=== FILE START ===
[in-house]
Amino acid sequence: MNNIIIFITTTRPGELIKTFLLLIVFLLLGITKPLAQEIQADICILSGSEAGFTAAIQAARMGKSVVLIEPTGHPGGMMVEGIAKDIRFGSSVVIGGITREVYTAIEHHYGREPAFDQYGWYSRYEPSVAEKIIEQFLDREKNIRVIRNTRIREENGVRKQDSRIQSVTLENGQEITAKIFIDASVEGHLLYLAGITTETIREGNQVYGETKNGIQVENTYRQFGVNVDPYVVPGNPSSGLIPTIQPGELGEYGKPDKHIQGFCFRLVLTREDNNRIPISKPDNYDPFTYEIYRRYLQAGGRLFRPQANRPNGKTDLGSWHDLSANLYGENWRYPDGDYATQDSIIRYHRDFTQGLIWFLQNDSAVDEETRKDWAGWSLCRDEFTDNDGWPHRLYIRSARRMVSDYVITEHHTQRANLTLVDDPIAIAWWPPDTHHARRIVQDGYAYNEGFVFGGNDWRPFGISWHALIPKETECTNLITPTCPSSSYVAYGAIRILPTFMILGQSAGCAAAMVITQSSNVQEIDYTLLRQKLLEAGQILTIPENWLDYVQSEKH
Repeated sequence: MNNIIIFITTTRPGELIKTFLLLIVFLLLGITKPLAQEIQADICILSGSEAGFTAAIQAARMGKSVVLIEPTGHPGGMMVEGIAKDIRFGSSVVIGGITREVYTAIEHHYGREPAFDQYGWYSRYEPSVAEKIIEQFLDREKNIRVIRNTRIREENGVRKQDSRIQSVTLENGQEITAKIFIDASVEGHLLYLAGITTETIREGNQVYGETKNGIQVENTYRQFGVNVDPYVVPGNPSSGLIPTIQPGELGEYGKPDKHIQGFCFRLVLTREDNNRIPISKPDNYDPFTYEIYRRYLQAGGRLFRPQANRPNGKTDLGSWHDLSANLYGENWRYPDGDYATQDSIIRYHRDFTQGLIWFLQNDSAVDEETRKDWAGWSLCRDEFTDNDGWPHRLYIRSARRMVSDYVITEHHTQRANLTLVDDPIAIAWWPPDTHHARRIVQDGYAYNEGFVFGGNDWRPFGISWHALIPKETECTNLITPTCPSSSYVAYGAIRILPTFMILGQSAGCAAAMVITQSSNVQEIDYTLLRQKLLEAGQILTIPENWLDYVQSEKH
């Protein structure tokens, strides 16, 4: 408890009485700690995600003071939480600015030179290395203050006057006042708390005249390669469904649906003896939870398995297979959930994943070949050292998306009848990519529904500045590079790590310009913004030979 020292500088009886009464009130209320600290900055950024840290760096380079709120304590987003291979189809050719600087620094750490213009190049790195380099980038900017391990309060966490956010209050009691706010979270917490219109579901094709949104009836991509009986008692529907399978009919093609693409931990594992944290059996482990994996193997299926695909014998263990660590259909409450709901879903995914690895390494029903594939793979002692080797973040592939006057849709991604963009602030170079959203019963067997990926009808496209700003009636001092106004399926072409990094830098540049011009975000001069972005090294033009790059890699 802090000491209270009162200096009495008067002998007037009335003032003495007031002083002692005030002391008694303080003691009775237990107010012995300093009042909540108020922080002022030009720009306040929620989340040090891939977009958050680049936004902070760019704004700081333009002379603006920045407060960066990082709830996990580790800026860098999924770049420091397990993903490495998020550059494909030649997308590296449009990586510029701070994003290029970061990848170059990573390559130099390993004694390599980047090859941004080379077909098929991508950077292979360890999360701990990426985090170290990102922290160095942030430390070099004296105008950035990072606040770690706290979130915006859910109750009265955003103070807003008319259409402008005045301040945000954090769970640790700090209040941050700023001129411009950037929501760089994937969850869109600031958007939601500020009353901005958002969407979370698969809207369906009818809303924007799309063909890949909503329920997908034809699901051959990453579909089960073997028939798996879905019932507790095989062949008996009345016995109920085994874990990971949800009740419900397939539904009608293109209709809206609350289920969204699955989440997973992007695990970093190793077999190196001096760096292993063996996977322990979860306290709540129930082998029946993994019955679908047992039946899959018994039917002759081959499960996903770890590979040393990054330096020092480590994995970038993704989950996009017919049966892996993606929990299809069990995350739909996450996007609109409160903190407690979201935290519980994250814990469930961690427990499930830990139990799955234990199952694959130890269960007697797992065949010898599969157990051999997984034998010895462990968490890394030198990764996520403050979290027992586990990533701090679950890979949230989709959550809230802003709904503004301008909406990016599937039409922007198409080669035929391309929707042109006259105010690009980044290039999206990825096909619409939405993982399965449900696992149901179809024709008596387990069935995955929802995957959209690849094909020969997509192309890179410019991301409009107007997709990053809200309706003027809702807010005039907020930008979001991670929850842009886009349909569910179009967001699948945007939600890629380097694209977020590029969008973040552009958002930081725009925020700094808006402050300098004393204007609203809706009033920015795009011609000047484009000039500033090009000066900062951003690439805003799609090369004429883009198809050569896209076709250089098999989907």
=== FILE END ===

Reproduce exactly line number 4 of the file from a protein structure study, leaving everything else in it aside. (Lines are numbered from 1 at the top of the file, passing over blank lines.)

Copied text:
């Protein structure tokens, strides 16, 4: 408890009485700690995600003071939480600015030179290395203050006057006042708390005249390669469904649906003896939870398995297979959930994943070949050292998306009848990519529904500045590079790590310009913004030979 020292500088009886009464009130209320600290900055950024840290760096380079709120304590987003291979189809050719600087620094750490213009190049790195380099980038900017391990309060966490956010209050009691706010979270917490219109579901094709949104009836991509009986008692529907399978009919093609693409931990594992944290059996482990994996193997299926695909014998263990660590259909409450709901879903995914690895390494029903594939793979002692080797973040592939006057849709991604963009602030170079959203019963067997990926009808496209700003009636001092106004399926072409990094830098540049011009975000001069972005090294033009790059890699 802090000491209270009162200096009495008067002998007037009335003032003495007031002083002692005030002391008694303080003691009775237990107010012995300093009042909540108020922080002022030009720009306040929620989340040090891939977009958050680049936004902070760019704004700081333009002379603006920045407060960066990082709830996990580790800026860098999924770049420091397990993903490495998020550059494909030649997308590296449009990586510029701070994003290029970061990848170059990573390559130099390993004694390599980047090859941004080379077909098929991508950077292979360890999360701990990426985090170290990102922290160095942030430390070099004296105008950035990072606040770690706290979130915006859910109750009265955003103070807003008319259409402008005045301040945000954090769970640790700090209040941050700023001129411009950037929501760089994937969850869109600031958007939601500020009353901005958002969407979370698969809207369906009818809303924007799309063909890949909503329920997908034809699901051959990453579909089960073997028939798996879905019932507790095989062949008996009345016995109920085994874990990971949800009740419900397939539904009608293109209709809206609350289920969204699955989440997973992007695990970093190793077999190196001096760096292993063996996977322990979860306290709540129930082998029946993994019955679908047992039946899959018994039917002759081959499960996903770890590979040393990054330096020092480590994995970038993704989950996009017919049966892996993606929990299809069990995350739909996450996007609109409160903190407690979201935290519980994250814990469930961690427990499930830990139990799955234990199952694959130890269960007697797992065949010898599969157990051999997984034998010895462990968490890394030198990764996520403050979290027992586990990533701090679950890979949230989709959550809230802003709904503004301008909406990016599937039409922007198409080669035929391309929707042109006259105010690009980044290039999206990825096909619409939405993982399965449900696992149901179809024709008596387990069935995955929802995957959209690849094909020969997509192309890179410019991301409009107007997709990053809200309706003027809702807010005039907020930008979001991670929850842009886009349909569910179009967001699948945007939600890629380097694209977020590029969008973040552009958002930081725009925020700094808006402050300098004393204007609203809706009033920015795009011609000047484009000039500033090009000066900062951003690439805003799609090369004429883009198809050569896209076709250089098999989907």